nothing to make the current situation safer for users of the Junction
Creek trail or GSU employees.
Posting signs urging pedestrians
to travel more than 400 metres out of their way just to cross the
road is not a safe – or sensible – solution to a matter of health
and safety. These signs will do little or nothing to change
pedestrian behaviour in this location. As the Staff Report points out
in a different context, pedestrians “do not go out of their way to
use traffic signals to cross the road.” With this in mind, there
seems to be a significant disconnect between the City's solution
(posting signs to advise pedestrians to use traffic signals located
about 200 metres away to cross the street) and the observed and
expected behaviour of pedestrians who desire to simply cross the
street in this location.
Even after the installation of
signs in this location, we can expect pedestrians to continue to
cross the road here – to get to work, and to continue their journey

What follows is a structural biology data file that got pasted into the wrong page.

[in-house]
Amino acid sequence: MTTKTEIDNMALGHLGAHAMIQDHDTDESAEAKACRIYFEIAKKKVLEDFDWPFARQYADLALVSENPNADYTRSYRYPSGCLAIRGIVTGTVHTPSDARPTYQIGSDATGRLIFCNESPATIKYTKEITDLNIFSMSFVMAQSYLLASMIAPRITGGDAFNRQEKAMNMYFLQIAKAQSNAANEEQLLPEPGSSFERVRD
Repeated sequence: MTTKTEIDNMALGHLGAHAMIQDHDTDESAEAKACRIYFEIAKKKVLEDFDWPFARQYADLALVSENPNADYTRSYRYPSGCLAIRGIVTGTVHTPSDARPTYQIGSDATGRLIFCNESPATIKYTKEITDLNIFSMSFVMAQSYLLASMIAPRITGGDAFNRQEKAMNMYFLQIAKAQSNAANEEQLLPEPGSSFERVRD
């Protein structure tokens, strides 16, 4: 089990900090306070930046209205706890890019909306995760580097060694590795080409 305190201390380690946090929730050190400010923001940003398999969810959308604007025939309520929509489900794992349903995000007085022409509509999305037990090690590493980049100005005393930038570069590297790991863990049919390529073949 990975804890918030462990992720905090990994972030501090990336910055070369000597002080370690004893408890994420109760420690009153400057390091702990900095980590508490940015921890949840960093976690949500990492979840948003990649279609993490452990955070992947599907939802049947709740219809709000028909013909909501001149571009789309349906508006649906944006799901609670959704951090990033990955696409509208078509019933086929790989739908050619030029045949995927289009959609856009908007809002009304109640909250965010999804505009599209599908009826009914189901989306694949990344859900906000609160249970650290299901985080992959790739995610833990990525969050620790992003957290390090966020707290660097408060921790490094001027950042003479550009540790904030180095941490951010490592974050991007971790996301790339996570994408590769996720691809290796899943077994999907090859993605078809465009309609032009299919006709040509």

along the trail. With this in mind, wouldn't it make more sense to
find a solution to the on-going safety issue which is likely to lead
to a situation of greater safety?
While the Staff Report does not
indicate when the request for a crossing was submitted to the City,
it can be surmised that it was at some point prior to June 10, 2014 –
the date that the City conducted a pedestrian and cyclist count at
this location. That means that the City has had this request before
it for a period of approximately two and a half years, if not more.
It appears that during the past two and a half years, the City has
not attempted to engage the public in any way, shape or form with
regards to this request for a crossing. If opportunities were made
to engage the public, it may be that I missed them – but I find it
unlikely that there would be no reference to public engagement in the
Staff Report had it occurred.
I find the lack of public
engagement troubling. Why did the City choose not to consult with